I can't say much more than everybody else has said. Out of my top 10 favorite movies of all time, 4 are from 1939. They are also the main reason I hate re-makes and sequels. You cannot beat, and rarely come close to matching the magic of some of these originals like The Women, and Stagecoach. They hit bottom when they tried to make Scarlett, the sequel to GWTW, so enough said about that. For years I thought I was one of the few people in the world who had seen Drums Along the Mohawk until I got online at a couple of classic movie sites. Suddenly there were people to discuss it with. From the color and scenic panoramas I found it hard to believe it was made in 1939.

It was a magic year for movie making and TCM would have plenty to choose from if they did do a tribute month. Seventy years seems like a pretty good anniversary year and they would probably have to wait until seventy-five years if they pass it up now.

Anne
Anne


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vallo
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Post by vallo »

Here a short list of mine:
The Hunchback of Notre Dame (Charles Laughton, The King of fools.....never)
Gunga Din (Action.Comedy and a great cast)
Destry Rides Again (See what the boys in the back room will have)
The Roaring Twenties Cagney and Raoul Walsh's at their best)
Of Mice and Men Lon Chaney Jr. proves he can act)
And of course all the films previously mentioned

Happy New Year...All

Bill
"We're all forgotten sooner or later. But not films. That's all the memorial we should need or hope for."
-Burt Lancaster
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Post by moira finnie »

In looking over the list of each of your favorites, I think that TCM might devote an evening to the work of a couple of character actors in just 1939, for instance:

Thomas Mitchell
The Hunchback of Notre Dame (1939) .... Clopin
Gone with the Wind (1939) .... Gerald O'Hara
Mr. Smith Goes to Washington (1939) .... Diz Moore
Only Angels Have Wings (1939) .... Kid Dabb
Stagecoach (1939) .... Doc Boone
Image
Was '39 the personal annus mirabilis for Mitchell as well as the studio era?
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Post by Garbomaniac »

Here is one thread I have to comment on since 1939 was the Golden Year. This really is just another list thread, and I can’t resist a list thread! Here are some of my favorites:

Gone with the Wind and The Wizard of Oz – because they are GWTW and TWOO

Midnight – One of my favorite Colbert movies and the costumes were over-the-top! And, any film with John Barrymore as the lead, has got my vote.

Dark Victory – Queen of the Warner weepers, Bette Davis made this role forever her own, even though Garbo was considered.

Goodbye, Mr Chips – My introduction to Donat, and the film that cemented him as one of my all time favorites. And, I might add, I can never watch this film without crying.

The Old Maid – Davis and Hopkins at odds in period costumes, what more can I say?

The Women – For the cast and the color fashion show.

On Borrowed Time – THE greatest fantasy! Death caught in a tree by an old pismire hater? Brilliant.

Son of Frankenstein – My thanks to Lionel Atwill for his unforgettable mechanical arm!

The Tower of London – On of the greatest horror casts put together in a real life horror as Richard III tortures and murders his way to the throne.

Wuthering Heights – Camille’s only competition.

Interestingly enough:
Ninotchka has never been a favorite of mine, even with Lubitsch.
Destry Rides Again is another nix, even though Dietrich is in my top four.
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Post by Garbomaniac »

Image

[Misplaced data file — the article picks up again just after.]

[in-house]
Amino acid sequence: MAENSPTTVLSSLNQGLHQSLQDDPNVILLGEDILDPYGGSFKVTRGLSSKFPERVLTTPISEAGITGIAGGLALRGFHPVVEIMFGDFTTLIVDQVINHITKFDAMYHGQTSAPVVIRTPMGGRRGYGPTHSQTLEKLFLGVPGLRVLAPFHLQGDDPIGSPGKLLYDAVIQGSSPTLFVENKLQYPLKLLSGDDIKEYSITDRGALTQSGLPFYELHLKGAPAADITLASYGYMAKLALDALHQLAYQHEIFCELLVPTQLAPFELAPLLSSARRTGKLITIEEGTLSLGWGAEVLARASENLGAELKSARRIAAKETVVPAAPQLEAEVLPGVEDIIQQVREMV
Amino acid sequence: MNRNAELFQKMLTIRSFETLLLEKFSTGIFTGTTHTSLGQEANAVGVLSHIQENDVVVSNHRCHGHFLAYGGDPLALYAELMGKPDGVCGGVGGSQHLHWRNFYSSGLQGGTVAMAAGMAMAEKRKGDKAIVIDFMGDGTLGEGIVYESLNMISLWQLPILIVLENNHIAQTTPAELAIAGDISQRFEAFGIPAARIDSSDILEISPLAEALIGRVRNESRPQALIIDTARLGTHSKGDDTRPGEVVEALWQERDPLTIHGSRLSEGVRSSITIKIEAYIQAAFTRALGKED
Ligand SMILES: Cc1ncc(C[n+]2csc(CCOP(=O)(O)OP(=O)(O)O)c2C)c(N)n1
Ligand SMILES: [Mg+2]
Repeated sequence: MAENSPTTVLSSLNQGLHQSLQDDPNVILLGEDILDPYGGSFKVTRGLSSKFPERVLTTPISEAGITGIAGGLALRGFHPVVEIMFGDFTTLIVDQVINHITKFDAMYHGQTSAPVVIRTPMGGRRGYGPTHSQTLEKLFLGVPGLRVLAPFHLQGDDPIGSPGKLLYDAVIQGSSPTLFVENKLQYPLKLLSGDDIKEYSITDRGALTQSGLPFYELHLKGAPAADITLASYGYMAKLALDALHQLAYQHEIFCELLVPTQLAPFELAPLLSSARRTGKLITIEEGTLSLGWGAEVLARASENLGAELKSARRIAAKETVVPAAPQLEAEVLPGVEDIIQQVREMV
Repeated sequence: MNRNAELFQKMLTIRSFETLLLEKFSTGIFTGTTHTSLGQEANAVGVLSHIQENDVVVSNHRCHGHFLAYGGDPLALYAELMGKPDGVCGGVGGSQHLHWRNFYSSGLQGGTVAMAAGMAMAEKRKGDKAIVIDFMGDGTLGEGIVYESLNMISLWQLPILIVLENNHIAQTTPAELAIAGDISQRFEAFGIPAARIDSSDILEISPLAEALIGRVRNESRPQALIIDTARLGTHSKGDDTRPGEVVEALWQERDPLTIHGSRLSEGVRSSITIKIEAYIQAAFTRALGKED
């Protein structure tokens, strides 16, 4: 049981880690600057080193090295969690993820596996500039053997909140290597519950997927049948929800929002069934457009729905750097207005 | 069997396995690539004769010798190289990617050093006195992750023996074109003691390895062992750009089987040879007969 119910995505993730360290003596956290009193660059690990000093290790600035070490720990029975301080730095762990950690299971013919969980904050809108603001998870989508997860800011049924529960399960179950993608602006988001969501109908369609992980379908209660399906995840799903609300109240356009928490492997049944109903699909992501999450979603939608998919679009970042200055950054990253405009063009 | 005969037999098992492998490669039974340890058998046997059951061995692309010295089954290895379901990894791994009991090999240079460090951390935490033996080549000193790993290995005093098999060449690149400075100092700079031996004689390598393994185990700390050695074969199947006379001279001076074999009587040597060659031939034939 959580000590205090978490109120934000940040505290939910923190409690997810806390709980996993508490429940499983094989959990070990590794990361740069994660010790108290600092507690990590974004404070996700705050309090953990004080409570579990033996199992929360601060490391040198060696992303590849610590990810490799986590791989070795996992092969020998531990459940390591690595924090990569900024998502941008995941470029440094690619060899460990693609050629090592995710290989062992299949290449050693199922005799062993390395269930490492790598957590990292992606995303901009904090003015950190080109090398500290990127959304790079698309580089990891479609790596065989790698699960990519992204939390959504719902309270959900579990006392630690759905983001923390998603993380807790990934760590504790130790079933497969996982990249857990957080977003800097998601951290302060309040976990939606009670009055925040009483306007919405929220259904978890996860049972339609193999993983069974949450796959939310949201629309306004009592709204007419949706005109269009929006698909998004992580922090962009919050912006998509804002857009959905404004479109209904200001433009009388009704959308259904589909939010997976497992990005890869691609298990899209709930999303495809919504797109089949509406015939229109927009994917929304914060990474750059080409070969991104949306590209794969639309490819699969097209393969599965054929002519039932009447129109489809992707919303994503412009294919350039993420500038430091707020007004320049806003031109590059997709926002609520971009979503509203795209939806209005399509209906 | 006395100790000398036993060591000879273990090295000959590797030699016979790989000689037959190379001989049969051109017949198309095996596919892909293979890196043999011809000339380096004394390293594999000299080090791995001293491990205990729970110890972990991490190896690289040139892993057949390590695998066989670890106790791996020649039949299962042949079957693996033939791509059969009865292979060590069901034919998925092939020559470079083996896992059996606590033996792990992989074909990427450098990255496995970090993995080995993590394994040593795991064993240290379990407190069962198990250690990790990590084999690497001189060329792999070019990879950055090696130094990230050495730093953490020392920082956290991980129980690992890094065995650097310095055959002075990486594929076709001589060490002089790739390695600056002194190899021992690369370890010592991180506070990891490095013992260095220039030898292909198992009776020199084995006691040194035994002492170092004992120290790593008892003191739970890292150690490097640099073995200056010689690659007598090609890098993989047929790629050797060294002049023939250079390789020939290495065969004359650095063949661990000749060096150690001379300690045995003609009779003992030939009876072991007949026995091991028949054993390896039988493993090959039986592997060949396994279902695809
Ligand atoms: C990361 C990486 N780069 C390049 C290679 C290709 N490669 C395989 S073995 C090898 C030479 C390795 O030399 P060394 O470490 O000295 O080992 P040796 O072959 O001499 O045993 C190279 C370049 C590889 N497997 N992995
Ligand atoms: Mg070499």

Claudette Colbert in Midnight
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Post by moira finnie »

Hi Garbomaniac,
It's great to see your posts again. I'm so glad that you mentioned the wildly entertaining Son of Frankenstein as well as the simple and moving On Borrowed Time (1939). Neither of those films receive their due when people talk about that year. Thanks for dropping in.
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Post by Garbomaniac »

Thanks for the friendly hello! And, it is good to be back around.

I mentioned both of those because, 1) few people today who are learning about film know that On Borrow Time exists, 2) after sharing it with them, they are so appreciative, and 3) its concept is truly unusual. Also, I do my best to introduce the Trilogy of Frankenstein, The Bride of Frankenstein, and The Son of Frankenstein to as many people as I can around Holloween. Young Frankenstein makes little sense without knowlege of the three.
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Post by srowley75 »

Well, I worked for about an hour listing favorites with some commentary, but lost my post. After reconsidering, I thought I'd just spare everyone the chore of plodding through adjectives about each film when I know it's already been said by cinephiles more articulate than I.

So, for the merely curious, here's my own list of top twenty films from this golden year:

20 - The Private Lives of Elizabeth and Essex
19 - Love Affair
18 - The Hound of the Baskervilles
17 - The Wizard of Oz
16 - Five Came Back
15 - Ninotchka
14 - Dark Victory
13 - Wuthering Heights
12 - Son of Frankenstein
11 - The Cat and the Canary
10 - Stagecoach
9 - The Four Feathers
8 - Each Dawn I Die
7 - Goodbye, Mr. Chips
6 - Mr. Smith Goes to Washington
5 - The Women
4 - The Roaring Twenties
3 - Only Angels Have Wings
2 - The Rules of the Game
1 - Gone With the Wind - meh, who am I to throw cold water on popular opinion.

-Stephen
Last edited by srowley75 on January 5th, 2009, 12:45 pm, edited 1 time in total.
MikeBSG
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Post by MikeBSG »

It was a great year for Westerns, more so than just "Stagecoach." "Dodge City," "Union Pacific" and "Jesse James" are all very good, and "Destry Rides Again" is wonderful.
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Post by coopsgirl »

Another Thin Man
Beau Geste
Gone With the Wind
In Name Only
Midnight
Mr. Smith Goes to Washington
The Private Lives of Elizabeth and Essex
The Wizard of Oz


I also like the cheesy serial The Phantom Creeps
“I never really thought of myself as an actor. But I’d learned to ride on my dad’s ranch and I could do some roping stunts and working as an extra was better than starving as an artist nobody wanted on the West Coast.” - Gary Cooper